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Lance Armstrong - A Fallen Hero! Really?


At the very outset, let me state that I am pretty confused. Hence, I expect no clarity in this article. Rather, it is an attempt to thrash out my ideas and hopefully try and figure out where I stand.

Lance Armstrong – A fallen Hero! There are not many stories that captivate more than those that talk of fall from grace. The bigger the hero, the greater is the impact. Lance Armstrong was not just a hero; he was an inspiration to millions from across the globe.  Armstrong conquered mountains, overcame death; Armstrong defeated opponents, vanquished cancer; Armstrong battled exhaustion, endured pain. And in doing so, he won a million hearts, set in motion countless dreams and captured the imagination of many more. Armstrong, a hero, if there ever was one.
Did Armstrong cheat? Did Armstrong take drugs? Honestly, I do not have a clue. What I want to explore though is how people’s perception of Armstrong will be affected by the accusations. To be honest, today, they are more than accusations. By refusing to fight further, Armstrong, at least in the eyes of law, is a cheat. But does it really matter? Does it make him any less a champion? Does it make him any less an inspiration?

Firstly, the appeal of sport lies in the assumption of a level playing field. Sport relies on the trust it builds with the spectator. The moment this trust is broken, sport loses its meaning. It is reduced to a mere kicking of the ball or a hurling of an object, etc. It is stripped of its very essence, i.e. the celebration of human spirit. Any athlete, when he indulges in foul play, especially doping, does a great disservice to his sport. Armstrong, if guilty, is no different.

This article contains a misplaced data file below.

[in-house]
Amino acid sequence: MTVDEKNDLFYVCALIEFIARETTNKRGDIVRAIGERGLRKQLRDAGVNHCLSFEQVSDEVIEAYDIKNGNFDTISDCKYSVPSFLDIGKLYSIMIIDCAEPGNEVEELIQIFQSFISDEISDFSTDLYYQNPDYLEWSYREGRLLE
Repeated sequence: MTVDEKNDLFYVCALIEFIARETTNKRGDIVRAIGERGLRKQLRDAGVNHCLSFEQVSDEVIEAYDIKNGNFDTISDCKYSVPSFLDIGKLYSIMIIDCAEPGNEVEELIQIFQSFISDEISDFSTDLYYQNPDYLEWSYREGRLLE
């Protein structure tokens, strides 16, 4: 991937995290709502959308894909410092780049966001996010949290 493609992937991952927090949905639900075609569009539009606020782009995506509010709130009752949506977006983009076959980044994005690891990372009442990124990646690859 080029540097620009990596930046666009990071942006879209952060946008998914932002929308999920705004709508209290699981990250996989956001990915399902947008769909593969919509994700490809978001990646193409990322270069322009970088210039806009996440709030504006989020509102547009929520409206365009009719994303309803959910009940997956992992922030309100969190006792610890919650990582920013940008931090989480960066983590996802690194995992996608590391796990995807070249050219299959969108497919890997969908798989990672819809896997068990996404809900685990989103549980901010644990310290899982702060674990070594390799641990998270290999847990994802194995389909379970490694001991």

But Armstrong the fighter will continue to inspire. Here is a man, who in the prime of his life is diagnosed with the most belittling of diseases; Testicular Cancer. He is given less than an even chance to survive. Overnight, the world crashes around him. The world at his feet, literally; and a diagnosis later; he stares death in the face. The fighter that Armstrong is; he battles pain and conquers death. Mind you, he did not ‘cheat’ death, he conquered death. He not only conquered death, he had the audacity to dream. He believed that a cancer survivor could master the Tour De France. For the thought alone, Armstrong is a winner. But he went further; he actually did win the Tour De France, a record seven times. Having just battled excruciating pain, he chose to court pain yet again. He chose to succeed. Drugs might make you a superman, drugs might beef up your body, drugs might give you super-human strength and endurance but no drug in the world can ever give you the spirit that Armstrong possessed. This was achieved by Armstrong alone. The greatest victory of his; none can take this away from him, even if they so desire.  And yet, incredibly enough, this is not Armstrong’s greatest achievement. Armstrong’s call to fame lies not in what he has achieved but in how he has made it possible for others to achieve. A book that inspired millions and a foundation that helped cancer patients; Armstrong’s legacy in the pantheon of American heroes lies secure.

And so I come back to where I have started. Does it matter?  Does Armstrong remain a role model? It boils down to the age-old adage; Take the good, Leave the bad. Accept the man for what he is, for what he has achieved and learn from his mistakes. Lance Armstrong for all his flaws, for all his shortcomings will remain an inspiration for many a year to come.

P.s. The one thing that drives home the magnitude of Lance Armstrong’s achievements:

After July21st, 1969, When Neil Armstrong set foot on the surface of the moon, it is incredible that, today, to many the name Armstrong conjures up visions of a yellow jersey hurtling down mountains rather than the landing on the moon. It is ironic that Neil Armstrong died just two days after Lance Armstrong gave up a fight for probably the first time in his life.

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